John and Mary divorce their spouses to marry each other. Mary dies after giving birth and the baby is taken in by John's first wife, Martha. She refuses all contact with John until many ... See full summary »

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Cast

Credited cast:
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John, the Husband
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Martha, the Wife
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Mary, the Woman
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Mary's Father
Rest of cast listed alphabetically:
Kate Bruce ...
An Old Woman
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In Field
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A Friend
J. Jiquel Lanoe ...
A Friend
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In Field
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Storyline

John and Mary divorce their spouses to marry each other. Mary dies after giving birth and the baby is taken in by John's first wife, Martha. She refuses all contact with John until many years later when he becomes ill and she finally forgives him for deserting her. Written by Anonymous

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Plot Keywords:

menage a trois | melodrama | See All (2) »

Genres:

Short | Drama

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Release Date:

11 January 1912 (USA)  »

Also Known As:

La eterna madre  »

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Aspect Ratio:

1.33 : 1
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User Reviews

It utilizes a simple story and tells it clearly
31 July 2016 | by (Chicago) – See all my reviews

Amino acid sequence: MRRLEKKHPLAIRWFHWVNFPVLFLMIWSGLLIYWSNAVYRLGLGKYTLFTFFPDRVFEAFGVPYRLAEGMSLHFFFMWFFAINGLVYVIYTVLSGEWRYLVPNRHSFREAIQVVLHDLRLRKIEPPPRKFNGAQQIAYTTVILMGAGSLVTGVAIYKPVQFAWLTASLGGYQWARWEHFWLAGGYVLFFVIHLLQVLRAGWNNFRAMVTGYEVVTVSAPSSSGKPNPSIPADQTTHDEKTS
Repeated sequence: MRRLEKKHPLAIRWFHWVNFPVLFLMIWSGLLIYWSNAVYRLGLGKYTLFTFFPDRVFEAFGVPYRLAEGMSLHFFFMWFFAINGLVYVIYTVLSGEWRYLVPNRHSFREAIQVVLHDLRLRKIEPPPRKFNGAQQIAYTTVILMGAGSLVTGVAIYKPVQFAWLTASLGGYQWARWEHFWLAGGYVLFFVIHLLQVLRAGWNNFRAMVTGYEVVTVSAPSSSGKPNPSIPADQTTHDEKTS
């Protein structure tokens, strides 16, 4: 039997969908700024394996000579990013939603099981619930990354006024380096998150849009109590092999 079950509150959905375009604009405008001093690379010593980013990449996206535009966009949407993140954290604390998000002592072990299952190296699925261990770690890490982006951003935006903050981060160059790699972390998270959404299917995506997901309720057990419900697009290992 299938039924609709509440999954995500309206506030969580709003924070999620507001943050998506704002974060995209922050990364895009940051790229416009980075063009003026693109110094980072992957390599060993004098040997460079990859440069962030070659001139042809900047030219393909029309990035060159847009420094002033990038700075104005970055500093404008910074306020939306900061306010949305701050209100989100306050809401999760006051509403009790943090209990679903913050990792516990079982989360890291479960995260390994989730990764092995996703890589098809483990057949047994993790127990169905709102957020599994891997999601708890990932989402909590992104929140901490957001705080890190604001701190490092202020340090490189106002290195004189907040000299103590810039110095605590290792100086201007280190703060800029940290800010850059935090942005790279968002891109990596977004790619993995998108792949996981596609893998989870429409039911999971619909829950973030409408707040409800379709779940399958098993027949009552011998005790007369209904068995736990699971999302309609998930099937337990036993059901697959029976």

A very beautiful and subtle picture dealing with deep things in the human heart. Yet it utilizes a simple story and tells it clearly. What the spectator will get out of it, beyond and above this story will depend upon himself or herself, his experience and knowledge of human life. Perhaps the wisest will go away feeling that he never could find words to tell all that it showed to him. This reviewer has never seen a picture that affected him so much like music. "The Eternal Mother" is the heroine of the story; there are two players who both take her part. The producer has wisely kept the action in lowly places near the ground so that nothing artificial may interfere with his idea. In the early scenes we are introduced to a young farmer and his wife, a mere flaxen-haired girl as carefree as a May morning. But soon, another character appears, a restless, passionate, dark-haired girl with a red rose in her hair. There is later a divorce and a re-marriage. The May morning has given place to the drought of summer. The young woman who had divorced her husband hears that his new wife has become a mother, but is dying. She goes to him and her with forgiveness in her eyes, and when the wife dies, it is she who takes the baby and brings it up. This scene is very praiseworthily made. Perhaps it showed more than the producer really intended and so is to some extent a work of genius. If so, the producer, with the two talented young ladies who played it, was like a composite unity, viz., the mirror in which the face of life was reflected. It is, roughly speaking, a story in three acts. In the last act, it is shown that the foolish man sees, after his wife's death, how blind he had been. He is like a man expelled from his Garden of Eden, He can see the garden from afar, but he is conscious of his unworthiness. His child grows up into womanhood. The May morning has now become snowy winter as she stands white- haired and wrinkled, and a picture of wisdom that conquers tragedy. The man, as he works, can look up and see her passing in the distance, but he must return to his work again. This work among his cabbages and potatoes gives him a sense of service to the world. He doesn't buy comfort or amusement with the money that it brings him. It is purification alone that he seeks. In the end the Eternal Mother recognizes in him, white-haired and bent with age, a time- battered ruin, a companion spirit. He is permitted to come back to Eden. - The Moving Picture World, January 27, 1912


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